Real Jobs for Real Majors: What Can I do with a Major in History or Political Science?

As your senior year draws to a close, the joy of leaving a world of mid-term exams can be overshadowed by the fear of not finding a job. Fortunately, more companies are requiring bachelor’s degrees than ever before. According to CBS News, HR personnel are looking for the broad knowledge base, practical skill set, and sizeable writing experience that comes with a four-year degree.

Specifically, graduates with degrees in history and political science bring their knowledge of past and present governmental procedures to the corporate world. They are adept at critical thinking, research, and communication.
Below are five job opportunities for graduates with a degree in history or political science. All salary and projected job figures are taken from the U.S. Bureau of Labor Statistics and CareerOneStop.

Political Consultant

political consultant job icon

  • Median yearly wage (2016): $114,290
  • Typical education: bachelor’s degree or master’s degree
  • Projected growth (2016-2026): 3 percent
  • Projected new job openings per year: 700

What They Do

Political consultants research and analyze legislative trends. Their knowledge of social issues helps them create and conduct public opinion surveys. The results of these polls are then reproduced in detailed reports to provide support to city, state, and federal politicians. They can often anticipate the public’s reaction to new laws so leaders can implement policies successfully.

Getting the Job

A bachelor’s degree from an accredited college or university is the first step in your career as a political consultant. Eventually, you may want to further your education with one of several specialty master’s degrees. History and political science majors leave college with the ability to communicate effectively and employ decision-making skills. If you feel you might want a career as a political consultant, look for opportunities to get involved with your local government.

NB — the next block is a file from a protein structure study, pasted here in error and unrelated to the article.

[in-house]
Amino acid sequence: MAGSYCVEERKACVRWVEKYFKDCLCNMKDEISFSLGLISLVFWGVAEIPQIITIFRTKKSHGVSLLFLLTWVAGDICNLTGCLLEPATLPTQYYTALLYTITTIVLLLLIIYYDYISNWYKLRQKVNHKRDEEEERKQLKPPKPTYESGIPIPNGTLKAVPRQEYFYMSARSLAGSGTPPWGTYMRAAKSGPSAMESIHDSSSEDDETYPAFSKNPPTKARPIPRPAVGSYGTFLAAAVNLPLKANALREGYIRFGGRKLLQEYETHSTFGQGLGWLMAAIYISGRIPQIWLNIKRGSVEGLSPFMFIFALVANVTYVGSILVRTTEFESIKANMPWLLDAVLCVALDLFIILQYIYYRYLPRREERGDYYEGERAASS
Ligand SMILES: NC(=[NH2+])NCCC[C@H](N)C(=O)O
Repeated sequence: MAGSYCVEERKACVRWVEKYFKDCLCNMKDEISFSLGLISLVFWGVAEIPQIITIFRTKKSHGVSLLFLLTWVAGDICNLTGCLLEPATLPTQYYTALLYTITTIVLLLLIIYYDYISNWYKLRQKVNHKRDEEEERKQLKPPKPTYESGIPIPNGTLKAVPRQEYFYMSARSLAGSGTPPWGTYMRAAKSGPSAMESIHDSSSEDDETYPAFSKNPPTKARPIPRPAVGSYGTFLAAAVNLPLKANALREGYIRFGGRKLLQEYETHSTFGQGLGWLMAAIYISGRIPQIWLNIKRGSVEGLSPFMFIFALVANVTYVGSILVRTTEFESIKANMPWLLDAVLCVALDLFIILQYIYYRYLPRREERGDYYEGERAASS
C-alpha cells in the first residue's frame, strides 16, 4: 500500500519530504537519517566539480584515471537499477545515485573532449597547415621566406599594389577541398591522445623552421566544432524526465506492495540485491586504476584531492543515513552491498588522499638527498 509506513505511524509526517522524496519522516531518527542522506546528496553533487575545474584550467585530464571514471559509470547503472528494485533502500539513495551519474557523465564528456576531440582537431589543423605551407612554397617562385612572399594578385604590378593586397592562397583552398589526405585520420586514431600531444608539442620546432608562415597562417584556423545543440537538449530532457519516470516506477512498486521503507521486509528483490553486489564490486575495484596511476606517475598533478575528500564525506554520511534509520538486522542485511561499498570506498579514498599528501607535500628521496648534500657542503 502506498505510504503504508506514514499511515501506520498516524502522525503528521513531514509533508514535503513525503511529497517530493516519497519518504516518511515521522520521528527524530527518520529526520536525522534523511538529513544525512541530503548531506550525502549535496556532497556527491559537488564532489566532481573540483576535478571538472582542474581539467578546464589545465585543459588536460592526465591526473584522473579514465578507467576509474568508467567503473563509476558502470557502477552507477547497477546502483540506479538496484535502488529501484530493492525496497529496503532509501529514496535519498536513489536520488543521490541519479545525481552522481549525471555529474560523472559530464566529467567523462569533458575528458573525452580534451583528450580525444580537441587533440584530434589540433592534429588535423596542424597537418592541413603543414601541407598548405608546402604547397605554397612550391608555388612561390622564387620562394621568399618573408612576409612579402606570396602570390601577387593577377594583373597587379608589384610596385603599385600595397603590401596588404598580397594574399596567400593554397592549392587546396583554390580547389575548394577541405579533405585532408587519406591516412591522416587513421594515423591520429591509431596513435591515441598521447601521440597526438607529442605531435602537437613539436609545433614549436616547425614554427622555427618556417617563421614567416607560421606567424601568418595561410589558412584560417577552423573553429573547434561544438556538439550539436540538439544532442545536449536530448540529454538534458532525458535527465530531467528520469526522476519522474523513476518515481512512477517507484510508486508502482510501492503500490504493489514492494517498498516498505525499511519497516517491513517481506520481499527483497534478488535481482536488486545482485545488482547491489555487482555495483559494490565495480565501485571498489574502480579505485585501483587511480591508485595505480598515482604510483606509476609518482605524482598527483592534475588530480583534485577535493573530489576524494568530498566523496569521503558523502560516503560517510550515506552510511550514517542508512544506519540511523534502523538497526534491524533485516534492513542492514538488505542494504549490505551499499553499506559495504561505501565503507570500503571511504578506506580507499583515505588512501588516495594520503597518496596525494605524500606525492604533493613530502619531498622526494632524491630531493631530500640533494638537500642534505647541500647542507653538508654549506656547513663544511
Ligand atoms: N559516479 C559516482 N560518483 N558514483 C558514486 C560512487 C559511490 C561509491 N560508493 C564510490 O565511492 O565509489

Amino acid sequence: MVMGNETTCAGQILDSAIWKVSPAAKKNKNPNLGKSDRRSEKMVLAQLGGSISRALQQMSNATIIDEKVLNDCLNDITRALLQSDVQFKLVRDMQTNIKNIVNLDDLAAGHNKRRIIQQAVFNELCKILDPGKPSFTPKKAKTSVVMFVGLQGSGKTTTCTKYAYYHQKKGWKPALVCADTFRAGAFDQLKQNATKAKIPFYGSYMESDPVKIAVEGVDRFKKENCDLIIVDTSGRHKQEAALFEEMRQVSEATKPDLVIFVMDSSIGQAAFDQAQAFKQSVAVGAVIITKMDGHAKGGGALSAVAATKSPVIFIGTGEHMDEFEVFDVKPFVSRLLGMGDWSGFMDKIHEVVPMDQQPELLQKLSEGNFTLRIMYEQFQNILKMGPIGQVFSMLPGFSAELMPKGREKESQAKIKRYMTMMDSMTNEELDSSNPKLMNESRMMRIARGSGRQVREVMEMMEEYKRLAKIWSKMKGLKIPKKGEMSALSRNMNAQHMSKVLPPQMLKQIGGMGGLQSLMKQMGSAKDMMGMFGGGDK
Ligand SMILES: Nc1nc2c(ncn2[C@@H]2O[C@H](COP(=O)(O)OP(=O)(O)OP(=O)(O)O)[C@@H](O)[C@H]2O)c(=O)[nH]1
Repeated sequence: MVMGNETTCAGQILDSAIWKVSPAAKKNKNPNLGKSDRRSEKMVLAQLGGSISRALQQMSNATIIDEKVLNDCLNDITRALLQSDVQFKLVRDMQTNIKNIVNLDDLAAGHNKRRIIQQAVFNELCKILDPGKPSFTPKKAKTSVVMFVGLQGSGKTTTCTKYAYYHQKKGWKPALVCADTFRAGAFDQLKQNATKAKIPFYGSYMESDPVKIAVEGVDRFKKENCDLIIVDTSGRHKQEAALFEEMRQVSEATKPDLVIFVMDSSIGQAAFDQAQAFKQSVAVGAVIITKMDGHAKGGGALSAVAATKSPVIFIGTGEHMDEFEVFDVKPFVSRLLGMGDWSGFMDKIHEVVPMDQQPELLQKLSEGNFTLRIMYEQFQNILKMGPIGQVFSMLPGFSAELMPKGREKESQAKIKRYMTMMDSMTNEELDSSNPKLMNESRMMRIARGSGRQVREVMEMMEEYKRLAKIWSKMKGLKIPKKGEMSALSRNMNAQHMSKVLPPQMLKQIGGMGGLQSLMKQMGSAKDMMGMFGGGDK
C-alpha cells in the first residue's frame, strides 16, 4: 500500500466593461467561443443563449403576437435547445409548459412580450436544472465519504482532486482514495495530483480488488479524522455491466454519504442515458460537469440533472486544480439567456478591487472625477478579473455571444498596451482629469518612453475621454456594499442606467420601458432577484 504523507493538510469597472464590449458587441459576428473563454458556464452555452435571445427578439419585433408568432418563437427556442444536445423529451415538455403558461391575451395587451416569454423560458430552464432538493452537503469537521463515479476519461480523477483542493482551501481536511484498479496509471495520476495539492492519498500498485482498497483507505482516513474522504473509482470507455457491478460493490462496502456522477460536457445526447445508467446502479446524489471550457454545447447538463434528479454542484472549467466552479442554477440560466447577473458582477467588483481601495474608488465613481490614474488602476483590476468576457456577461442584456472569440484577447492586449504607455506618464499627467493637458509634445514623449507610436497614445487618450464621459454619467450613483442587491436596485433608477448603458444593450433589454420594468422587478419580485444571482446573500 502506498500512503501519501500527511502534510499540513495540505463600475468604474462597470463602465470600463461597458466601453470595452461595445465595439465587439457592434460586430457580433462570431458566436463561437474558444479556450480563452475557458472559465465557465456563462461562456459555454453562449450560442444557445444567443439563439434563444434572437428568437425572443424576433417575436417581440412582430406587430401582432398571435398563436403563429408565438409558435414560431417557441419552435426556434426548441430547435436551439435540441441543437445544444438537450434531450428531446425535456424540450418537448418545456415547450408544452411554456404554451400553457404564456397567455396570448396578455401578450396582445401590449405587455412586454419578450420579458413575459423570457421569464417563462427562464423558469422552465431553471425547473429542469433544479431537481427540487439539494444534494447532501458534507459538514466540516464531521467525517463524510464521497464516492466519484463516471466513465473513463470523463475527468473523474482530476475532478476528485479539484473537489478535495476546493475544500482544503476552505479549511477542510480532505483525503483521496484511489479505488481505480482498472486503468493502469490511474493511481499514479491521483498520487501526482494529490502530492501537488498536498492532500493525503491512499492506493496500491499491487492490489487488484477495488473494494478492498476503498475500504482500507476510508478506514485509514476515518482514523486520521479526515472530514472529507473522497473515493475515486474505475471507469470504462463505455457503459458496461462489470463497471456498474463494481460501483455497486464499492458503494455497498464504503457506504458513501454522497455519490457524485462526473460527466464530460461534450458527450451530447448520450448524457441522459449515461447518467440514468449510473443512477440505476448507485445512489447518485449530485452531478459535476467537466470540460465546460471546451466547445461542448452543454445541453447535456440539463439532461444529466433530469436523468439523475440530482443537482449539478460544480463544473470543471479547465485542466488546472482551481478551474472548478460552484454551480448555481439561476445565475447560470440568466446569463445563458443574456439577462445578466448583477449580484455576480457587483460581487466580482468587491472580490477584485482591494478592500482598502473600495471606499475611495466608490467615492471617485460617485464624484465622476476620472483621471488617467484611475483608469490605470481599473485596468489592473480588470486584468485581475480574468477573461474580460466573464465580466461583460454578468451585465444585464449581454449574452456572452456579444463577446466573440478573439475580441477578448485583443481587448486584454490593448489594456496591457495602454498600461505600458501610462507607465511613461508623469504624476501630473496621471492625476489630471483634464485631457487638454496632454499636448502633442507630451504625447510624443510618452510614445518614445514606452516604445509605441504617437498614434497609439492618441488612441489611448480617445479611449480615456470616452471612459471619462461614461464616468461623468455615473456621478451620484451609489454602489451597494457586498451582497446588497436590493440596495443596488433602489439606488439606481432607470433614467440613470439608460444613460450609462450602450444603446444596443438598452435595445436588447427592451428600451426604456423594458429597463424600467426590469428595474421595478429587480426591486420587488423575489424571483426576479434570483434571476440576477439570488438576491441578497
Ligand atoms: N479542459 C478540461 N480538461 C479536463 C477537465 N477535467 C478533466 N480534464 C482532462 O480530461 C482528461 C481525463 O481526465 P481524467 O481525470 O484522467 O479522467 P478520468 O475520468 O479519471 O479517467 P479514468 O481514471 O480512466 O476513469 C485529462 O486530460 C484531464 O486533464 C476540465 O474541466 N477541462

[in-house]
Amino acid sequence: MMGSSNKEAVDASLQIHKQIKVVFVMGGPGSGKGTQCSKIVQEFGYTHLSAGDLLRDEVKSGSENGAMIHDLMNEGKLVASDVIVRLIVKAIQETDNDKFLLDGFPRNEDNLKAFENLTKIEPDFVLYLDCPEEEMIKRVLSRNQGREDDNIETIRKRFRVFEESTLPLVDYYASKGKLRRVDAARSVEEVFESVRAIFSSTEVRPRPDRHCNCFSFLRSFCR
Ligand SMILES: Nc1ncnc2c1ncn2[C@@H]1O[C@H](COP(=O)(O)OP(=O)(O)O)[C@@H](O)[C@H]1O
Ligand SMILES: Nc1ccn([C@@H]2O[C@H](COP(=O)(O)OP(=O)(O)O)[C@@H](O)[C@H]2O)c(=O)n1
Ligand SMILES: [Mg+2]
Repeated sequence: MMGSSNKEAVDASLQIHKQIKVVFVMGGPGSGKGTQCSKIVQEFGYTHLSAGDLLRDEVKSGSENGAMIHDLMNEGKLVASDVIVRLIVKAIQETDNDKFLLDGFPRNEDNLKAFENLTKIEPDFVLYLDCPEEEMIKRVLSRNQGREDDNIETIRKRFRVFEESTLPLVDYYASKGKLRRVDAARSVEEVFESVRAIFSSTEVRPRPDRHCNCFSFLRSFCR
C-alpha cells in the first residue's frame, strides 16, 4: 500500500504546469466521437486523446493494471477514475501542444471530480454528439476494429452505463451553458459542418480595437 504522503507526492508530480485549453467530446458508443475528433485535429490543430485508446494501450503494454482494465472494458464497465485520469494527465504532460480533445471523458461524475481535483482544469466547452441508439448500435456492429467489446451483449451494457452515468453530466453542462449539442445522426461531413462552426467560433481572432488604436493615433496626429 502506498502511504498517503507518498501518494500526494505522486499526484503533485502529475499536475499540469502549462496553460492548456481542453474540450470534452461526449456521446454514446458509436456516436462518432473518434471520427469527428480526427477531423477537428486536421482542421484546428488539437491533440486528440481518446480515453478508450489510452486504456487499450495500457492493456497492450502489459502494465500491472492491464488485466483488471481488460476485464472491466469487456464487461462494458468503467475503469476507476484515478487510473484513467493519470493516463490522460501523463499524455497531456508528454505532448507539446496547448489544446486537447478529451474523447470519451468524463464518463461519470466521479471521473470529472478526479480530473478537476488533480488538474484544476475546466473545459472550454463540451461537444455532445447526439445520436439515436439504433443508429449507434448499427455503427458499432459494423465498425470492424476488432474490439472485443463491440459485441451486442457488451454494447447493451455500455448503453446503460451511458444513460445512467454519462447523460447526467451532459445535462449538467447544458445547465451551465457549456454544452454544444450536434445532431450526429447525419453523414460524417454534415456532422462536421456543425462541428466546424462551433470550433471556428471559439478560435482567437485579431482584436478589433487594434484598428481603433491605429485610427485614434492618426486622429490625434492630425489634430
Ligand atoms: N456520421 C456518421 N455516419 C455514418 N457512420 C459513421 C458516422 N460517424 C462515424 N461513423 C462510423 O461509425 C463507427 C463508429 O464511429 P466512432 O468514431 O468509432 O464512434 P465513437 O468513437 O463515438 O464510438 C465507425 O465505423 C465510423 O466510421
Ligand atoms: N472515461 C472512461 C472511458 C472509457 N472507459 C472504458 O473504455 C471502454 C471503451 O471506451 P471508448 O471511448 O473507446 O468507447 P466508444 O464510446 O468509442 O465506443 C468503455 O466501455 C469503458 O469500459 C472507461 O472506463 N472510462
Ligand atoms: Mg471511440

Check out this political consultant resume.

Market Research Analyst

Job as a Market Research Analyst Icon

  • Median yearly wage (2017): $63,230
  • Typical education: bachelor’s degree
  • Projected growth (2016-2026): 23 percent
  • Projected new job openings per year: 1383

What They Do

Market research analysts gather information on consumer products or services, analyze the results, and report their recommendations to company leadership. They create and administer surveys and direct the collecting of opinion polls. An analyst works with statistical software, charts, and graphs daily. They’re a crucial part of the marketing team, and their expertise on consumer trends is useful during publicity campaigns.

Getting the Job

A good percentage of market research analysts start their career with a bachelor’s degree. Additional English and communication classes outside your political science or history major are recommended as they provide desired skills. Prospective employers like to see statistics courses, and any experience with statistical software should be identified on your resume.

Have a look at this market research analyst resume.

Research Assistant

research assistant job icon

  • Median yearly wage (2017): $46,000
  • Typical education: bachelor’s degree
  • Projected growth (2016-2026): 4 percent
  • Projected new job openings per year: 150

What They Do

Research assistants help scientists and governmental agencies gather and process the information required to substantiate their theories. They must have a knowledge of regulatory matters and be familiar with informational databases. Assistants spend a significant amount of time working with test subjects and conducting surveys. History and political science majors develop reading, listening, and writing skills.

Getting the Job

A bachelor’s degree is usually required for a job as a research assistant. Employers are also checking resumes for experience gained in school labs and summer internships. If you plan on becoming a research assistant, look for a part-time position in one of your school’s project labs.